NEBRASKAland July 2018

NEBRASKAland Magazine is dedicated to outstanding photography and informative writing with an engaging mix of articles and photos highlighting Nebraska’s outdoor activities, parklands, wildlife, history and people.

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Page 48 of 59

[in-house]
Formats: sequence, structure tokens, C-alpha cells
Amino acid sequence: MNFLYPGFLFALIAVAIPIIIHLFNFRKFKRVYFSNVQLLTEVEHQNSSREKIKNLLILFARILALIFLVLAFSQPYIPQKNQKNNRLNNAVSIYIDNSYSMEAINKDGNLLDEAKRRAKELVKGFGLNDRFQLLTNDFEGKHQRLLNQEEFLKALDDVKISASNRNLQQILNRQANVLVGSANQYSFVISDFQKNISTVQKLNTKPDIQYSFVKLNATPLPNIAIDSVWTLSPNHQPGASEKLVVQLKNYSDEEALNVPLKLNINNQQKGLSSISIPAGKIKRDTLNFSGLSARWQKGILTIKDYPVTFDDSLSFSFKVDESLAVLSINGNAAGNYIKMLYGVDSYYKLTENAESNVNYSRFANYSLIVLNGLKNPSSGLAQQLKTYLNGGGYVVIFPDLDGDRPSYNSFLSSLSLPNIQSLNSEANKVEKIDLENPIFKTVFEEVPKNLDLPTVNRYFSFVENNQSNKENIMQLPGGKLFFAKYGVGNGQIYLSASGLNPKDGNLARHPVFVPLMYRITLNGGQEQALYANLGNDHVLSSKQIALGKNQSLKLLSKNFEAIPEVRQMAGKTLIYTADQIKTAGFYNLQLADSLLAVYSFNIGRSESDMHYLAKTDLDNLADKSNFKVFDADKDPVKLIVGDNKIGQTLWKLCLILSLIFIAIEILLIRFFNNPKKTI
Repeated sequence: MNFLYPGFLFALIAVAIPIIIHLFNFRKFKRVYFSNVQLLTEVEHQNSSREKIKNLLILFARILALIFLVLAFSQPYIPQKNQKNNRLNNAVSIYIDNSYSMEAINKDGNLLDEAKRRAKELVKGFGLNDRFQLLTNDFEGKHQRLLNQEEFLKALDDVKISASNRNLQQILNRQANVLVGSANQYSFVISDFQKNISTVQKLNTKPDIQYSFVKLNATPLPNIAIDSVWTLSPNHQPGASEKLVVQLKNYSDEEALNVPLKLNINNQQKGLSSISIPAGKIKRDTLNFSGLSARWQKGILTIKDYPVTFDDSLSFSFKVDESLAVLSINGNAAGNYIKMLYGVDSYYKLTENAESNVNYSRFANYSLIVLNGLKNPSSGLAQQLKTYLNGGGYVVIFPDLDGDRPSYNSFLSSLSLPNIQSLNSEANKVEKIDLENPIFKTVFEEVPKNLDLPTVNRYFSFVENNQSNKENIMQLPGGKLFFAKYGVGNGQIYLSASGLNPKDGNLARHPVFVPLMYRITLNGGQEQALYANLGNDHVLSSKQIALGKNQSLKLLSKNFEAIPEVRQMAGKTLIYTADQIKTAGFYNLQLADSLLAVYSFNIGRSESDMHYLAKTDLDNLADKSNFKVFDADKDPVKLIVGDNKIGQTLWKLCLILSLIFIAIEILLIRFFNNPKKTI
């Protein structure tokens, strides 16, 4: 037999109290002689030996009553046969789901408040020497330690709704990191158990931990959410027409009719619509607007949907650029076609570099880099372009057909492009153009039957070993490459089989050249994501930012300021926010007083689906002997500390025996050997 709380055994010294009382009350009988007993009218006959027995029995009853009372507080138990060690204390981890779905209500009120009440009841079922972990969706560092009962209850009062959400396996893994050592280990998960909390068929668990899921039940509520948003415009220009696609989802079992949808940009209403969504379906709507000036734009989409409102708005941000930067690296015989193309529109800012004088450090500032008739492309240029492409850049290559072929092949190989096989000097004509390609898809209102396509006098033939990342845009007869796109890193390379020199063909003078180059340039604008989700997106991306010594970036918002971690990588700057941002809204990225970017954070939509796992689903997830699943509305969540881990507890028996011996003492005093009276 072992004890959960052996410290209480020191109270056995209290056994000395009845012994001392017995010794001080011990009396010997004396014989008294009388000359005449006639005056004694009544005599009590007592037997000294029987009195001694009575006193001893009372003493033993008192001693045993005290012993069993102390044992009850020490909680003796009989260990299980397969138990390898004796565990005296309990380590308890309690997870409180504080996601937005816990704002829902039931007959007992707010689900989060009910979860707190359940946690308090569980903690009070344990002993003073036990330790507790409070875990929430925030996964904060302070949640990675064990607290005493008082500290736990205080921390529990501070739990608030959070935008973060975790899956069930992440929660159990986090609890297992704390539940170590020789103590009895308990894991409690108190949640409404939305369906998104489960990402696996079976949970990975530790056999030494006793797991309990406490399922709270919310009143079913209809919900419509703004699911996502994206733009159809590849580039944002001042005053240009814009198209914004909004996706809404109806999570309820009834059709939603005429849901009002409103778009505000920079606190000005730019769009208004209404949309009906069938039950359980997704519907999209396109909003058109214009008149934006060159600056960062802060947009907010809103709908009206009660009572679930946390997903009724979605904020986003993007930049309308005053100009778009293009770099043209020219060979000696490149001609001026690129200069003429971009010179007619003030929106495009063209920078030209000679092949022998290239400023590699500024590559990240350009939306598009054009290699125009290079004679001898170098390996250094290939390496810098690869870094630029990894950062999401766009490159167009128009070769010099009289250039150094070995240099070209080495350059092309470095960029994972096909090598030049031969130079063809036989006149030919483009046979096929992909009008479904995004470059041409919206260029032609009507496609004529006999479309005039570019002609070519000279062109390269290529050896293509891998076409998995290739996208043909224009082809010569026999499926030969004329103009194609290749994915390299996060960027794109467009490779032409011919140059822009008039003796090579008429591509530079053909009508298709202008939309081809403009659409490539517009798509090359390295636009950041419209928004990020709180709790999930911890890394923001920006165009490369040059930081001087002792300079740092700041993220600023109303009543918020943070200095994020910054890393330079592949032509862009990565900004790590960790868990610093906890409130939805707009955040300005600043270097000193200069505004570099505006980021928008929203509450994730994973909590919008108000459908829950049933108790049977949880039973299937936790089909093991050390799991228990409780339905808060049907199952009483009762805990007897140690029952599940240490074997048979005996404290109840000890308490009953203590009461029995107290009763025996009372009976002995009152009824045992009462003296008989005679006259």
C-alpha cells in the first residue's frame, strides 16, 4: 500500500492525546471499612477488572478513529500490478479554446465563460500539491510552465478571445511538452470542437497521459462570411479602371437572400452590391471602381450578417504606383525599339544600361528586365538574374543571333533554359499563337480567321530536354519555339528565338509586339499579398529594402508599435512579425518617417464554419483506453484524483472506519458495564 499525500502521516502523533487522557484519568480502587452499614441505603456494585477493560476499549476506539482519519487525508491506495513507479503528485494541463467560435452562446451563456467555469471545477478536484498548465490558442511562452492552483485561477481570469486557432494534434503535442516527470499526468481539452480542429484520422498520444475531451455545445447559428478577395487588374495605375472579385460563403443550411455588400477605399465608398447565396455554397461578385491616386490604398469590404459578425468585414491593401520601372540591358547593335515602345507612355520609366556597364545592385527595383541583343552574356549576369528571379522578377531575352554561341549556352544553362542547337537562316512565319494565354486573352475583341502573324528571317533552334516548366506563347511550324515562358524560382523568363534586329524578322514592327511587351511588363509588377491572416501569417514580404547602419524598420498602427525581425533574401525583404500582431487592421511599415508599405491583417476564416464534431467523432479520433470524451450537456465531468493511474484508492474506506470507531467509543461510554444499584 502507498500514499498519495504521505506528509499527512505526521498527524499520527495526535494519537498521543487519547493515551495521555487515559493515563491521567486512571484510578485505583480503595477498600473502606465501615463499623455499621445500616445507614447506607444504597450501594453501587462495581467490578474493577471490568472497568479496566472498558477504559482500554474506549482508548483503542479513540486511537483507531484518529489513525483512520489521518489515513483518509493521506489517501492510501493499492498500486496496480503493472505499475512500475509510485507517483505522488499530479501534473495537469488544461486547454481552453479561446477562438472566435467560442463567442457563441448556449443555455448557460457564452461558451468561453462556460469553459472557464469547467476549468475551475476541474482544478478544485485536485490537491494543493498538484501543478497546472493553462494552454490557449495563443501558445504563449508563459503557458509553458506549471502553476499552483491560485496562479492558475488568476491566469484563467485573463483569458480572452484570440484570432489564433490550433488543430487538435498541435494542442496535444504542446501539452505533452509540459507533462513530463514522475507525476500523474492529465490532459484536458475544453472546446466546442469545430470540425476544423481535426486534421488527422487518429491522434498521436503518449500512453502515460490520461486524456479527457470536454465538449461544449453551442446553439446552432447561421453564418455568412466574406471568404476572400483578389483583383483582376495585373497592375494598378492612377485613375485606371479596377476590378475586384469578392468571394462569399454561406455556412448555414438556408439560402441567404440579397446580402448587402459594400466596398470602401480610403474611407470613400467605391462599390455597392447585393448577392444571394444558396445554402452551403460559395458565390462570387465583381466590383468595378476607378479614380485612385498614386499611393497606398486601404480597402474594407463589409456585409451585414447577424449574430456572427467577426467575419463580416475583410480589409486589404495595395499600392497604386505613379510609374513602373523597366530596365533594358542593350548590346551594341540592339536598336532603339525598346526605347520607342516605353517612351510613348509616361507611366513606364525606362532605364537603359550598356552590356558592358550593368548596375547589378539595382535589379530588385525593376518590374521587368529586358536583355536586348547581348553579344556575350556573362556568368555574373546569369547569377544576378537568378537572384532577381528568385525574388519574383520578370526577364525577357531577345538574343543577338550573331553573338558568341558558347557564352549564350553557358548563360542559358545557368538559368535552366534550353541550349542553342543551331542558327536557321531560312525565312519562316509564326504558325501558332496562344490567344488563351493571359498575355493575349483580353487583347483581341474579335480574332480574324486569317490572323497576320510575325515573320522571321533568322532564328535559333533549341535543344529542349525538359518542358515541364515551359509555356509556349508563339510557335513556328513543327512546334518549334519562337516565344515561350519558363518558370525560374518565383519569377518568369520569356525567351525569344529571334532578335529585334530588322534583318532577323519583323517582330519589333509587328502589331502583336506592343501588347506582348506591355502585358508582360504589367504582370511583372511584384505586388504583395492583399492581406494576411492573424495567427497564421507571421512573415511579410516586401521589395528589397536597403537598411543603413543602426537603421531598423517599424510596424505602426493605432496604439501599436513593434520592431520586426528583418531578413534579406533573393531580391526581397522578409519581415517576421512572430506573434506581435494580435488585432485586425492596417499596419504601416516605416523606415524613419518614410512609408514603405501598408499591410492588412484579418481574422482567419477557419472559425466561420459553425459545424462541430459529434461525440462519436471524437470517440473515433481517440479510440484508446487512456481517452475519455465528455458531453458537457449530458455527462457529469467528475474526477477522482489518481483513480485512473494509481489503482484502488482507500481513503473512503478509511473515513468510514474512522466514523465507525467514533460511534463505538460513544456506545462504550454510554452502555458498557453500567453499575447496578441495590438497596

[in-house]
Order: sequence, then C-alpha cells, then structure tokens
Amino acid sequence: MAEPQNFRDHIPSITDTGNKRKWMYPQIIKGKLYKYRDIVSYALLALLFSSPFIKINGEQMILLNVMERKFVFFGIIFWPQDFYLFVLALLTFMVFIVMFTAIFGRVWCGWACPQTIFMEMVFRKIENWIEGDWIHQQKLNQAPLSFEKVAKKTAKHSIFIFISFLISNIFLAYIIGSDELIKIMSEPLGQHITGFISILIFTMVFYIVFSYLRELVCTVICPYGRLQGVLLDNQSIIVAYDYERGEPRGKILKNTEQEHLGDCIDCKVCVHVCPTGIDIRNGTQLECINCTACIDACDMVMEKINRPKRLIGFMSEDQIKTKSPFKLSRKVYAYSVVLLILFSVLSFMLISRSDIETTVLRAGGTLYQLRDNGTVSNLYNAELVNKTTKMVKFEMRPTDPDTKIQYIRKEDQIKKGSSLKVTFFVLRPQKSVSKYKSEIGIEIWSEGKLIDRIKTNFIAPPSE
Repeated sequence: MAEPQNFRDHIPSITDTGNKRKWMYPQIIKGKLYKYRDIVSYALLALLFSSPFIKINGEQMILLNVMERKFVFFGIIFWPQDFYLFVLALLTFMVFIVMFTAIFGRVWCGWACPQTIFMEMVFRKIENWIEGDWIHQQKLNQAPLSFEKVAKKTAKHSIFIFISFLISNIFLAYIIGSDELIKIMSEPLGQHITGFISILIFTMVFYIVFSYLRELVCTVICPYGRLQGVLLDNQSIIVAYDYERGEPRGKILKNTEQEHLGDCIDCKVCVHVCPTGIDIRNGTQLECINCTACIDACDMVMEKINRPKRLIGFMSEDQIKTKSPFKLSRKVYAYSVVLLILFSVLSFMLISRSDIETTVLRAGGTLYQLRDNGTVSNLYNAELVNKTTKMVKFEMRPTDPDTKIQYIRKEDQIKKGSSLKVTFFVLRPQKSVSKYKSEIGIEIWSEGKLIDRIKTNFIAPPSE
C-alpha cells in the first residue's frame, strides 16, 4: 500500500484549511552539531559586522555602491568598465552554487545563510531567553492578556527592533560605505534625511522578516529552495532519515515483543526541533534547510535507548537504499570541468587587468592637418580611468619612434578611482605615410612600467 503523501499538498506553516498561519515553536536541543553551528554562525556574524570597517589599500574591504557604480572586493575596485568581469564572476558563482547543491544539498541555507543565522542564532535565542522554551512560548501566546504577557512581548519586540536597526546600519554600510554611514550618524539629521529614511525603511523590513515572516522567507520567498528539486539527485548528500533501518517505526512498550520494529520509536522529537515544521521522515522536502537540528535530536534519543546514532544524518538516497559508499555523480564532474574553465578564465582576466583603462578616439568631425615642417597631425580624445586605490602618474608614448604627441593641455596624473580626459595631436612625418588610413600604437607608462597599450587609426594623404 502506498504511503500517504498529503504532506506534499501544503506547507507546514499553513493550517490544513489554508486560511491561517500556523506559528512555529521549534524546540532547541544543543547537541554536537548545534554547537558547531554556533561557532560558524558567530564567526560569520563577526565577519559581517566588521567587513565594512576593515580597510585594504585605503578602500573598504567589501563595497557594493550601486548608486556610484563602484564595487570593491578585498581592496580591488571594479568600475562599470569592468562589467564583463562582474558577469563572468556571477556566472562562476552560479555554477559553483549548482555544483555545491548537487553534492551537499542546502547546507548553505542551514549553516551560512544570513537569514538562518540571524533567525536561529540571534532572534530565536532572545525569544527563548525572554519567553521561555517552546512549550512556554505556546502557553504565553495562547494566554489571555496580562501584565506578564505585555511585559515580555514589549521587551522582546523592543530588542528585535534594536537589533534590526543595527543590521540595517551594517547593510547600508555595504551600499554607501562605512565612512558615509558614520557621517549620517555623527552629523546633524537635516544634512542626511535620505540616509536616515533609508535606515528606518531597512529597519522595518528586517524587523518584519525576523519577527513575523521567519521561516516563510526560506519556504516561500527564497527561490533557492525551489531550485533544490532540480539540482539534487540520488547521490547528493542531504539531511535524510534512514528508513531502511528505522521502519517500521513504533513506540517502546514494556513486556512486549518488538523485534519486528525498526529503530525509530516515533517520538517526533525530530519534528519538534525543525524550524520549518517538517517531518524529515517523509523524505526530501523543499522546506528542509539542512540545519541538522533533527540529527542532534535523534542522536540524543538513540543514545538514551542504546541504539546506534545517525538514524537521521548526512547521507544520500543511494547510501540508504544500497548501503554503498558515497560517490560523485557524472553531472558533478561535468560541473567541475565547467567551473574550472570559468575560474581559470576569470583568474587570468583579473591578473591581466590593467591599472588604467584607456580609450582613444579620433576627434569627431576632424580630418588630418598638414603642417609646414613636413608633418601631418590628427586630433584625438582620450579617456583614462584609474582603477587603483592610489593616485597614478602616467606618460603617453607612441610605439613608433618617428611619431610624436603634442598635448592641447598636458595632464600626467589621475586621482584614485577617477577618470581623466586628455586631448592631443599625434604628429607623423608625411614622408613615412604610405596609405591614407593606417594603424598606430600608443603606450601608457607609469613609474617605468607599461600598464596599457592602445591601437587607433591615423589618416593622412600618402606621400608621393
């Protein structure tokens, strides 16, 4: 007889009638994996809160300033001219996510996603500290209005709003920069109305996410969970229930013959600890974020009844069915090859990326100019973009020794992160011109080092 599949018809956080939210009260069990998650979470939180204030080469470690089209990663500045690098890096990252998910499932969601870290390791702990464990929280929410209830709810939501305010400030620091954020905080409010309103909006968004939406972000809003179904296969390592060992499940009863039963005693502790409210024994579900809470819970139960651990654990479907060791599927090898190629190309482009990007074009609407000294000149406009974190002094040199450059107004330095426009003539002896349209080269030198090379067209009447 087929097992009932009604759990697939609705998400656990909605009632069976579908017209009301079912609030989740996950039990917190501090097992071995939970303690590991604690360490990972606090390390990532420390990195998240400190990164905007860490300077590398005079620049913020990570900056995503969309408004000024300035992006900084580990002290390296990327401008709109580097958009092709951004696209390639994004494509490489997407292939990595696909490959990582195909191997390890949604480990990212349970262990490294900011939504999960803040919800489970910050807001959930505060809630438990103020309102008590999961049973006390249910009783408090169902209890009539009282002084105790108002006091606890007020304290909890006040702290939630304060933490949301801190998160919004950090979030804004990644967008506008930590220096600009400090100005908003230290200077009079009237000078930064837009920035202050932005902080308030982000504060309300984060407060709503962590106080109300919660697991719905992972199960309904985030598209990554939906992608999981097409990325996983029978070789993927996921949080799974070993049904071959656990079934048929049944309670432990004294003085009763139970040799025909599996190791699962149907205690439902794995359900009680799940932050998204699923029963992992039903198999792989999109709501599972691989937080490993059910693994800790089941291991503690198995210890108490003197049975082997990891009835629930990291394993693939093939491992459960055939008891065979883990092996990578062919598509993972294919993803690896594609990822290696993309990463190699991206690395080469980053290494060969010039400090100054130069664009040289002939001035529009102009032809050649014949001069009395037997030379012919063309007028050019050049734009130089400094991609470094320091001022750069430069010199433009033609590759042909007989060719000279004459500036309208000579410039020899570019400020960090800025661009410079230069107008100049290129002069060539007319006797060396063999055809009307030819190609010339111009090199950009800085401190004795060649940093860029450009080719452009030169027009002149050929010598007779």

L ook out – it's going to hit her in the face!" my older brother would say. "No, no, no – she's a hunting dog, she wants to hear it pop," my father would reply. The Brittany spaniel's name was Tammy, and she was my dad's dog, his hunting dog. Her favorite time of year was late June and early July when they started selling fireworks in Lincoln. Smoking cap sticks, ladyfingers, Black Cats, and her favorite – exploding pop- bottle rockets. She would stand over the bottle waiting for us to light the fuse – you would swear her nose was going to be hit when the rocket shot up out of the bottle. Then she would look up into the air, jumping and barking as she anticipated the report. She did not like duds. That was a long time ago, when we were young and my dad was hunting with her. But since then I've always wondered if other hunting dogs acted like that? Hunting dogs back then were, well, hunting dogs. We were not allowed to bring her into the house, especially in the winter. "It's not good for them," Dad would say. "She'll warm up and then have to go back outside in the cold." During those same years, my grandfather, who lived in Fairbury, had a neighbor down the alley whose hunting dogs were kept in a kennel. One day, we went to pet them and the owner came out and yelled, "Hey, don't pet those dogs – you'll spoil them!" Spoil them? I guess there are some differences between having a dog primarily for utility verses for pets. I have had two Brittanys since then: the first was a stray and she already knew how to hunt – not afraid of fireworks. The second, I had as a puppy, she never took to hunting – gun shy (probably my fault) – afraid of fireworks and loud noises. Today, our family has two dogs, both terriers: a Westie and a Cairn. Like most terriers, they are barkers (they emit 80 to 90 decibels every time a squirrel so much as farts in our backyard). And they hate fireworks. It seems they didn't mind them some years back as much. I remember my wife and I would take them for a walk in the neighborhood toward evening during this time of year and they would look around, but not seem so scared. What changed? Could it have been my neighbor up the street that puts on his own private $5,000 display each year that shakes our windows and sounds like artillery shells exploding over our house? Now I have to get tranquilizers from the vet each year for them and we have the great pleasure of seeing their third eyelid, the nictitating membrane come out of the corner of their eyes (see "The Third Eyelid" page 47, October 2007 NEBRASKAland). Oh, and their bladders must get super-sized because they are too scared to even go outside to relieve themselves. One year we even drove them out to Pioneer's Park thinking they would "go" as there would not be as much noise. There was less popping, and we saw others with their dogs there doing the same thing. So is there a fundamental difference between dogs that are accustomed to loud popping noises – like the sound of shotguns their owners shoot over their heads – and regular house dogs? As I sit here giving my dogs a dollop of cream cheese with a tranquilizer hidden inside, I look out and wonder how many hunting dogs are enjoying this evening like Tammy did. ■ See the NEBRASKAland article "The Third Eyelid" from 2007 – by visiting Fourth of July Fun for Dogs – Maybe? By Tim Reigert Are hunting dogs different than other dogs when it comes to noise? " JULY 2018 • NEBRASKAland 49

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